Arctic Field Projects



Project Title: Lifetime Fitness Consequences of Reproductive Strategies (Award# 0743152)

PI: Sedinger, James S (jsedinger@cabnr.unr.edu)
Phone: (775) 784.6556 
Institute/Department: U of Nevada, Reno, Environmental and Resource Sciences 
IPY Project? NO
Funding Agency: US\Federal\NSF\BIO\DEB
Program Manager: Dr. Saran Twombly (stwombly@nsf.gov)
Discipline(s): | Biology |

Project Web Site(s):
NSF_Award_Info: http://www.nsf.gov/awardsearch/showAward.do?AwardN...

Science Summary:
For this project, the researcher will use manipulative experiments and a long-term study (24 years to date) of Brant geese, combined with state-of-the-art capture-mark-recapture (CMR) approaches, to address the role of reproductive strategies in optimal life-histories. The combination of a long-term marking effort and use of modern demographic techniques creates a unique opportunity to understand life-history strategies in long-lived animals. Researchers partition fitness consequences of lifetime reproductive success into current reproduction of the Brant and future reproductive value. Individuals have been marked on the Tutakoke River study site since the 1950s, intensively since 1986, providing approximately 30 cohorts (1975-2005) available for observation of life-histories. The PI experimentally manipulates both clutch sizes and brood sizes of uniquely marked Brant of varying quality (based on reproductive investment at the time of experiments) to manipulate costs of breeding in the current year. He uses sampling on the colony in the current year to assess the impact of experiments on the current year’s offspring. He will estimate two parameters that determine fitness value of current reproduction: prefledging survival of offspring and offspring size, which determines future survival and fecundity. He will use sampling of marked adults and CMR approaches to assess impacts of experiments on future adult survival and breeding probability. He will analyze experimental effects on subsequent laying date and clutch size, both determinants of fitness, using general linear models, with both initial reproductive parameters (e.g., clutch size and laying date) and manipulations of clutch size and brood size as explanatory variables. The ability to characterize both short and long term costs and benefits of reproductive strategies is relatively unique. The long term marking program and the large number of cohorts available for study provides an unusual opportunity to study impacts of early reproductive investment on senescent declines in survival and reproduction. There are four broader impacts of the study. This study is the primary source of data for understanding population regulation of Brant geese. The PI interacts regularly with state and federal management agencies and past data from this study has guided development of the current management plan for Brant. The PI collaborates closely with David Ward (USGS) working in Mexico, where Brant winter. This collaboration allows researchers to link life-history traits to conditions in wintering areas, uncommon for a long-distance migrant. Observations of individuals away from the breeding colony enable the researchers to address questions not possible for studies restricted to breeding areas. The PI regularly employs students from the Yupik village, Chevak, AK, which also provides logistics support to the project and the project also provides training for graduate students and post docs.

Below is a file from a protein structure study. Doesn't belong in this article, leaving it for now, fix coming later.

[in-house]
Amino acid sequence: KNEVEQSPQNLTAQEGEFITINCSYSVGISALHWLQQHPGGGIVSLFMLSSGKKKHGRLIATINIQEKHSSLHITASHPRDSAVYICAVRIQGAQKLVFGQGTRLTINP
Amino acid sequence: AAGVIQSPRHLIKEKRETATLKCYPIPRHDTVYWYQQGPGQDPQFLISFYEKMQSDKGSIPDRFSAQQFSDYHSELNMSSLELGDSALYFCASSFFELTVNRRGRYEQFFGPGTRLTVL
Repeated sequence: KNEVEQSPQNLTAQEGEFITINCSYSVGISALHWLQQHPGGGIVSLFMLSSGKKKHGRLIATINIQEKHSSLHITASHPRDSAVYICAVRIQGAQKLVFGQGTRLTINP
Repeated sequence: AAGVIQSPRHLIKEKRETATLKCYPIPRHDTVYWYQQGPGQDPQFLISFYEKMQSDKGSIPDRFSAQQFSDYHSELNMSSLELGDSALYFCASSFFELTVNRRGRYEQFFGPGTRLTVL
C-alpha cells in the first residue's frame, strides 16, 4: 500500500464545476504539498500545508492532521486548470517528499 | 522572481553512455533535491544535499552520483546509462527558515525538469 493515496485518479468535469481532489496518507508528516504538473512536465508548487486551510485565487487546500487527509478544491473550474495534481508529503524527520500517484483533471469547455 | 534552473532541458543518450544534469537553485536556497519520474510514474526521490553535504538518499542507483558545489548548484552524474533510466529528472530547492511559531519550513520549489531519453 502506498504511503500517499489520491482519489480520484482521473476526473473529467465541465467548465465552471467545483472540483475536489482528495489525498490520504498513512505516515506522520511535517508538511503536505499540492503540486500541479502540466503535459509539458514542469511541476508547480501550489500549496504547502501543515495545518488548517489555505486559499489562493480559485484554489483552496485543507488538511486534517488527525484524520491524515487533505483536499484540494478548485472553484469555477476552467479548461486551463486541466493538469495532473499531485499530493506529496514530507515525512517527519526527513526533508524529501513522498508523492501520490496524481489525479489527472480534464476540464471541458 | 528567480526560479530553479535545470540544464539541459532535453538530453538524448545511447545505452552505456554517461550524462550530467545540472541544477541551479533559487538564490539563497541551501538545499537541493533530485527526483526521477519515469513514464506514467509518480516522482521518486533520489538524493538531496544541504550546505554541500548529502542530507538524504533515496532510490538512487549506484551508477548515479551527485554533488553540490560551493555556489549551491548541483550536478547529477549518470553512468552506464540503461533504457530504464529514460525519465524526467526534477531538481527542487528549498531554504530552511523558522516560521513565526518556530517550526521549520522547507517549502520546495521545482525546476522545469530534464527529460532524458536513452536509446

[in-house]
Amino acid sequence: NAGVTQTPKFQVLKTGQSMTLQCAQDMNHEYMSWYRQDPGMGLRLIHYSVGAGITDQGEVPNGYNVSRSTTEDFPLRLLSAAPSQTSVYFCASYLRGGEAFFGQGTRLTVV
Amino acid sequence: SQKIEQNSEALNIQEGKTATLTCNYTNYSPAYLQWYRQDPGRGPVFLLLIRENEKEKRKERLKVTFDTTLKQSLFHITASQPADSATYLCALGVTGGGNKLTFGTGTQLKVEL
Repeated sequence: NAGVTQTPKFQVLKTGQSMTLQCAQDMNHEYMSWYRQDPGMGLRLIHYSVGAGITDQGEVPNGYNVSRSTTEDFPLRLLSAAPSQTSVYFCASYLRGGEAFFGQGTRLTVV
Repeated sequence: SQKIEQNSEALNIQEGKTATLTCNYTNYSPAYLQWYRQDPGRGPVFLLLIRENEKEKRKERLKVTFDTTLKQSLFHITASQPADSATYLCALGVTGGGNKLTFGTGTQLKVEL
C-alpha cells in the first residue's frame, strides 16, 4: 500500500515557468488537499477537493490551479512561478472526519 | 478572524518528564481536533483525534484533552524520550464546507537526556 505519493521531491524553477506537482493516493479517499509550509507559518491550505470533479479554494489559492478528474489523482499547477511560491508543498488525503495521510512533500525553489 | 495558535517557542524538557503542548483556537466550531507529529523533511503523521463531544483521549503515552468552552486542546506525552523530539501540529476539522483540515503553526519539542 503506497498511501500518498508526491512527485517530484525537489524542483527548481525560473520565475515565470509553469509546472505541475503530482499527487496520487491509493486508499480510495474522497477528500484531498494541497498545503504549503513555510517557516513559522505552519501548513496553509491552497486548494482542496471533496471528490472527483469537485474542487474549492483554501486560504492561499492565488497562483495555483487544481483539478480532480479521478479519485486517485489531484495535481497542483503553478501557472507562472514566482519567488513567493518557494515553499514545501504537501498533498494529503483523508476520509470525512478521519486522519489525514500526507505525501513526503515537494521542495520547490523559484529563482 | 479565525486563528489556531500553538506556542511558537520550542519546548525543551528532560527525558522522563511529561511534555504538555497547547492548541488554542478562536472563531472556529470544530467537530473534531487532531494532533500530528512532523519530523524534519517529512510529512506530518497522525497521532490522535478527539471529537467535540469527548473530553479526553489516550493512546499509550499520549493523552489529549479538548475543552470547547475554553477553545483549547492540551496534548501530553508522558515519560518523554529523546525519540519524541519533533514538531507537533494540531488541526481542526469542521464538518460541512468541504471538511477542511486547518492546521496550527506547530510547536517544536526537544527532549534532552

Logistics Summary:
This LTREB (Long-Term Research in Environmental Biology) project will continue a long-term study of Brant geese using uniquely tagged individuals. The goal of this effort is an assessment of the factors influencing demography and population dynamics. For 5 summers beginning in 2008, a research team of about 8 will work at a remote camp approximately 25 km southwest of Chevak, Alaska, on the Bering Sea coast. The field team will occupy a portable, remote camp at the site, maintained by the PI. The camp is made up of cooking/living weatherports and individual tents for sleeping. They will use snowmachines and boats to travel between Chevak and their camp, and an ATV for travel in Chevak.

CPS will provide an annual satellite phone and staff assistance in late April each year to set up the Chevak field camp. All other support will be arranged by the PI and paid from the grant.
SeasonField SiteDate InDate Out#People
2008Alaska - Chevak04 / 18 / 2008 07 / 21 / 20088
2009Alaska - Chevak04 / 15 / 2009 07 / 31 / 20098
2010Alaska - Chevak8
2011Alaska - Chevak8
2012Alaska - Chevak04 / 14 / 2012 07 / 20 / 20128
 


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Parameters used to generate this report:, Grant# = "0743152", IPY = "ALL" 
     Number of projects returned based on your query parameters = 1
 
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